Pratt recognized for building a path of hope, empowerment (and college education) for those aging out of regional foster care
Jarrett Pratt, M.Ed., director of Student Success at The Pratt Center at Cleveland State University, has been named to the “2023 Sawubona Class: 30 Under 40” in the area of Campus Partnership and Collaboration. The honor was bestowed on Pratt at the Pan African Network of the American College Personnel Association (ACPA) conference held in New Orleans, Louisana.
The “Campus Partnership and Collaboration” category Pratt (left) was recognized in honors individuals who build partnerships and consensus around a common goal. In the case of Pratt, the Center, and its many constituents and stakeholders, that goal is building a path of hope and empowerment around obtaining a college education for those aging out of (or have experienced) regional foster care.
An innovation specialist and change agent, Pratt embodies PAN’s advocacy, campus partnerships, civic engagement, mentorship, programming, research and scholarship. He and the Center’s “Fostering Success and Leadership” programs and trained Student Navigators specialize in a variety of academic-related subjects, all to aid CSU students with high-quality support.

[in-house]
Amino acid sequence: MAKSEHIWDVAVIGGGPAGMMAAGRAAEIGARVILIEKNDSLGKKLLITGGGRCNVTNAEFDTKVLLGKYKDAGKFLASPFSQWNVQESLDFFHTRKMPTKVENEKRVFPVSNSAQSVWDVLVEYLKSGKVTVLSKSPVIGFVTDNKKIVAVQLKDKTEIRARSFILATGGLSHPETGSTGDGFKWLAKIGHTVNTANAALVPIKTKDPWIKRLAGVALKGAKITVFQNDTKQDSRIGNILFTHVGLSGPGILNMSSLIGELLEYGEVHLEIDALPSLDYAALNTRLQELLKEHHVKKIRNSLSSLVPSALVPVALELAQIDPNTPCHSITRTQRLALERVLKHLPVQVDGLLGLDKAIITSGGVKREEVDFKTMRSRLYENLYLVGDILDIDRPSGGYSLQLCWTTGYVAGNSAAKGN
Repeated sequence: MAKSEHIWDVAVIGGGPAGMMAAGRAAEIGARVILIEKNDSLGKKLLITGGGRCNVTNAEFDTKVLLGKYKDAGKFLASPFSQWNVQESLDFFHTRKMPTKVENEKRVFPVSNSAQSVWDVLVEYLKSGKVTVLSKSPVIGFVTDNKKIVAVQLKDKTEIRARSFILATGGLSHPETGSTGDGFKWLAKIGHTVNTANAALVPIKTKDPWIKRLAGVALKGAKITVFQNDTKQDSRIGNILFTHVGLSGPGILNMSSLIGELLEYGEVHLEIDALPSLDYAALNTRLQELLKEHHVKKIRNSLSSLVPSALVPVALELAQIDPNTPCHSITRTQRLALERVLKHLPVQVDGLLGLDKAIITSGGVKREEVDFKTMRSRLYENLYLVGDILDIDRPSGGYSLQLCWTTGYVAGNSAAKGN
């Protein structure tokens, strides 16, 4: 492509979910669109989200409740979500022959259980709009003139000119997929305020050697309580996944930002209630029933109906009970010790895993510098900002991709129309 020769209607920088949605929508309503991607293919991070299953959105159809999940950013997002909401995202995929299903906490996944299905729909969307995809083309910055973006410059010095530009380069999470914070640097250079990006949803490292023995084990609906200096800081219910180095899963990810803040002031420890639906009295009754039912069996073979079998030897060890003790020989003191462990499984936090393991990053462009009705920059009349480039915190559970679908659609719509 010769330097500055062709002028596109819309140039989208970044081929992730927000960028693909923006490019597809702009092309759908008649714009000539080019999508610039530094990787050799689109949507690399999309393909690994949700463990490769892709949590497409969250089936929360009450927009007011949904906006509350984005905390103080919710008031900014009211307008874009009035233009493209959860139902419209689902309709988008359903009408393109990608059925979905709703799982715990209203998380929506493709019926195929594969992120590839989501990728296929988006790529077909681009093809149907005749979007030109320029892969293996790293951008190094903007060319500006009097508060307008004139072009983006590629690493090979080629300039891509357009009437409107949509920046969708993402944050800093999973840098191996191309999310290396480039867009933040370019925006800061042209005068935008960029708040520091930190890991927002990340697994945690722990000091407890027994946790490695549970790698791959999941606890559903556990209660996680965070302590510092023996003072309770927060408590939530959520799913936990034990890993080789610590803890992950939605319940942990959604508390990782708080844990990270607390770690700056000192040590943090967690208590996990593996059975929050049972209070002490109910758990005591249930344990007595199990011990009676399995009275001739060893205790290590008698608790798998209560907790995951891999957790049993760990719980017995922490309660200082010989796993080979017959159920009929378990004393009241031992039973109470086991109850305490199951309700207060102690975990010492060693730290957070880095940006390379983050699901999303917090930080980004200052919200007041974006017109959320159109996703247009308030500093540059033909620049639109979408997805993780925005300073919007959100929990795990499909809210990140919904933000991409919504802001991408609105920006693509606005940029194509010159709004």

Sawubona is a Zulu greeting that means “I/We see you,” and serves as an acknowledgment of another’s existence as well as witnessing/understanding their presence, according to the PAN/ACPA statement.
“New Orleans was as beautiful as it was diverse, and to be there celebrating our efforts at CSU was genuinely fantastic,” said Pratt in a recent interview. “So often, the difficulty of pouring so much into your work is in how you recharge. New Orleans not only filled my cup, but [this honor] has reminded me of what’s truly possible when you walk in your purpose.”
The Pratt Center is reminiscent of other “similarly missioned” student success centers at campuses across the country—offering an on-site integrated space to support academic growth, leadership, development and retention for those who have lacked a traditional support system.
The Center also has scholarship offerings, created initially through gifts by the Sullivan and Deckard families, which catalyzed to increase post-secondary opportunities and help with books, resources, meal plans, gap tuition assistance, transitional supports and more.
Named in honor of the late Dr. Charleyse S. Pratt, assistant vice president for inclusion and multicultural engagement at CSU and founding director of CSU’s Sullivan-Deckard Scholars Opportunity Program, the center offers a unique multiuse space that enables students from diverse cultural backgrounds to “lean in” and circumnavigate college together.
Part of Campus Engagement, Diversity, Equity, and Inclusion, the center has been open since 2017.
“We’re never going to be able to completely dissolve the need for what we provide,” Pratt said in an interview at the end of 2021. “But if we can get to the eighth, ninth and tenth grader, get familiar with what they’re curious about, help them understand that they’re not hopeless or lost, and we can help them see that there is a community for them that knows where they’re coming from? Where they’re at? That kind of intervention offers promise… We all want to see them graduate and succeed.”